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The Colour Of The Sun by David Almond

The Blurb On The Back:

One hot summer morning, Davie steps boldly out of his front door.  The world he enters is very familiar – the little Tyneside town that has always been his home – but as the day passes, it becomes ever more dramatic and strange.

A boy has been killed, and Davie thinks he might know who is responsible.  He turns away from the gossip and excitement and sets off roaming towards the sunlit summit at the top of the town, where the real and imaginary world begin to blur.

Davie sees things on the hillside that show him that amongst immorality, there can be kindness and in darkness, there is a chance for hope.  

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Can We Solve The Migration Crisis? by Jacqueline Bhabha

The Blurb On The Back:

Every minute 24 people are forced to leave their homes; currently, more than 65 million are displaced worldwide.  Small wonder that tackling the refugee and migration crisis has become a global political priority.

Can this crisis be resolved and, if so, how?  In this compelling essay, Jacqueline Bhabha explains why forced migration demands compassion, generosity, and a vigorous acknowledgement of our shared dependence on human mobility as a key element of global collaboration.  Unless we develop humane “win-win” strategies for tackling the inequalities and conflicts driving migration and for addressing the fears fuelling xenophobia, innocent lives and cardinal human rights principles will be squandered in the service of futile nationalism and oppressive border control.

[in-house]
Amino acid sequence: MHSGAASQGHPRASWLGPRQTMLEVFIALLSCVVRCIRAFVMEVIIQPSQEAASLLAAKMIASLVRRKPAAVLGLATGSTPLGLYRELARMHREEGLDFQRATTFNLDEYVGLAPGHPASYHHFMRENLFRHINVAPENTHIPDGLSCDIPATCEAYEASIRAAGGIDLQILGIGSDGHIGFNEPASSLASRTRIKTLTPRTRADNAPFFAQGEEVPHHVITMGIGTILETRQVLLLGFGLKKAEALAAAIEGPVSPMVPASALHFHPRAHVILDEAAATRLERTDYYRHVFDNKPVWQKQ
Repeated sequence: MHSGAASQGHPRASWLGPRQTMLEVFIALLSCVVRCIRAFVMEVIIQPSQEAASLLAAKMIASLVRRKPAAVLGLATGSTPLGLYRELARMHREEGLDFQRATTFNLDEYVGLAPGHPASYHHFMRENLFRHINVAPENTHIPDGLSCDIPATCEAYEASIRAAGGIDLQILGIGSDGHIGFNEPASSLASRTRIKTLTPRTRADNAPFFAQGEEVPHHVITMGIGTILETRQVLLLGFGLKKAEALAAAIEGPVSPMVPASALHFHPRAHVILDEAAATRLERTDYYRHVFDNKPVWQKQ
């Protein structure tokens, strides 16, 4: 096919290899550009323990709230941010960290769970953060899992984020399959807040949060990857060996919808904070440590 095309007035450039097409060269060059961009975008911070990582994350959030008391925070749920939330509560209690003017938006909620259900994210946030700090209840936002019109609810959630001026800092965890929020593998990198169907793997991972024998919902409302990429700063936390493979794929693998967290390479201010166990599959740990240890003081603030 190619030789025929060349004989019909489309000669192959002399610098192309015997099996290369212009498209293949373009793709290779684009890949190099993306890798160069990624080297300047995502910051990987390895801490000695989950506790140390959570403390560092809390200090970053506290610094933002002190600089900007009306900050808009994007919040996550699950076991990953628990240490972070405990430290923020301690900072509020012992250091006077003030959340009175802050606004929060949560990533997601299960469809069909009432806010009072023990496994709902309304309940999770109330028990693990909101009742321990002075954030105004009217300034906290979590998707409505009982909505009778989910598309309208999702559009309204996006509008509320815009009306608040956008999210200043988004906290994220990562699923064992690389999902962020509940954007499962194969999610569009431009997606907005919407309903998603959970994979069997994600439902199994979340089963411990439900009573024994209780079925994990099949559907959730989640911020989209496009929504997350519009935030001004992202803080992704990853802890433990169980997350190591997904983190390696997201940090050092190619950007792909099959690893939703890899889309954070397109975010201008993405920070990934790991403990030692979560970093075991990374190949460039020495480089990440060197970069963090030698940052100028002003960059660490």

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The Wonder Of Us by Kim Culbertson

The Blurb On The Back:

Abby and Riya are:

best friends

complete opposites

living on different continents

currently mad at each other

about to travel around Europe

Since Riya moved away with her family to Berlin, she and Abby have struggled to be there for one another, and they haven’t spoken in weeks.  But Riya is pretty sure she knows the perfect way to make things better – a grand tour of European cities.  Two weeks, six countries, unimaginable fun.

Can the lush countrysides and dazzling cities of Europe fix their friendship, or does growing up mean growing apart?

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Purple Hearts by Michael Grant

The Blurb On The Back:

Could women fight?

Stupid question.  Women don’t stop being women, and men don’t stop being men.  We become an entirely new creature: the combat soldier. And we are none of us, men or women, the people we started out as.

War is hell.

1944.  It feels like the war will never end.Rio, Frangie and Rainy have all received accolades, been “heroes”, earned promotion. They’ve all done “enough” to allow them to leave this nightmare and go home.  But the war hasn’t finished with them yet …